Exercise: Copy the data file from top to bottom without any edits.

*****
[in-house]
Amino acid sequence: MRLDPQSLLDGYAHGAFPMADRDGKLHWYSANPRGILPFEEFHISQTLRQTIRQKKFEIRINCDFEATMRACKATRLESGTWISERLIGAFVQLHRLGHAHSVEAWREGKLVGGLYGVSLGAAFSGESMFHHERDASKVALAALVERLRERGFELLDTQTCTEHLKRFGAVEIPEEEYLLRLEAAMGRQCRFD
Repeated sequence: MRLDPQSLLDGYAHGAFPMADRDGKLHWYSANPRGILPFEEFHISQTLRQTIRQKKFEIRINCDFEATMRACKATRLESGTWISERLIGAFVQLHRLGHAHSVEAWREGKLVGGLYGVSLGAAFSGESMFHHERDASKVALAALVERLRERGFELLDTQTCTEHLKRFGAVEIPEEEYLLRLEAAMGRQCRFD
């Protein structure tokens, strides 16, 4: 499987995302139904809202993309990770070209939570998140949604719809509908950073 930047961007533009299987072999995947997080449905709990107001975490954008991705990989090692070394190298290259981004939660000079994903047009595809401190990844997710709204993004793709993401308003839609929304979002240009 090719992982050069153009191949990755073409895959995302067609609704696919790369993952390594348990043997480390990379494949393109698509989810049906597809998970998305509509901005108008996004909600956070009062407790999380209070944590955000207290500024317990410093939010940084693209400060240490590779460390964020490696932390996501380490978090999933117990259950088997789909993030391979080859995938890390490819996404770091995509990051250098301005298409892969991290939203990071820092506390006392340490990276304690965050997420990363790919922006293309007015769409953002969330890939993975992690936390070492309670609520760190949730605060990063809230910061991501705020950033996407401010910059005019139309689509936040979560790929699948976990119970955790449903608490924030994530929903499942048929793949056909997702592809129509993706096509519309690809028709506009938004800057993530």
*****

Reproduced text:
[in-house]
Amino acid sequence: MRLDPQSLLDGYAHGAFPMADRDGKLHWYSANPRGILPFEEFHISQTLRQTIRQKKFEIRINCDFEATMRACKATRLESGTWISERLIGAFVQLHRLGHAHSVEAWREGKLVGGLYGVSLGAAFSGESMFHHERDASKVALAALVERLRERGFELLDTQTCTEHLKRFGAVEIPEEEYLLRLEAAMGRQCRFD
Repeated sequence: MRLDPQSLLDGYAHGAFPMADRDGKLHWYSANPRGILPFEEFHISQTLRQTIRQKKFEIRINCDFEATMRACKATRLESGTWISERLIGAFVQLHRLGHAHSVEAWREGKLVGGLYGVSLGAAFSGESMFHHERDASKVALAALVERLRERGFELLDTQTCTEHLKRFGAVEIPEEEYLLRLEAAMGRQCRFD
């Protein structure tokens, strides 16, 4: 499987995302139904809202993309990770070209939570998140949604719809509908950073 930047961007533009299987072999995947997080449905709990107001975490954008991705990989090692070394190298290259981004939660000079994903047009595809401190990844997710709204993004793709993401308003839609929304979002240009 090719992982050069153009191949990755073409895959995302067609609704696919790369993952390594348990043997480390990379494949393109698509989810049906597809998970998305509509901005108008996004909600956070009062407790999380209070944590955000207290500024317990410093939010940084693209400060240490590779460390964020490696932390996501380490978090999933117990259950088997789909993030391979080859995938890390490819996404770091995509990051250098301005298409892969991290939203990071820092506390006392340490990276304690965050997420990363790919922006293309007015769409953002969330890939993975992690936390070492309670609520760190949730605060990063809230910061991501705020950033996407401010910059005019139309689509936040979560790929699948976990119970955790449903608490924030994530929903499942048929793949056909997702592809129509993706096509519309690809028709506009938004800057993530």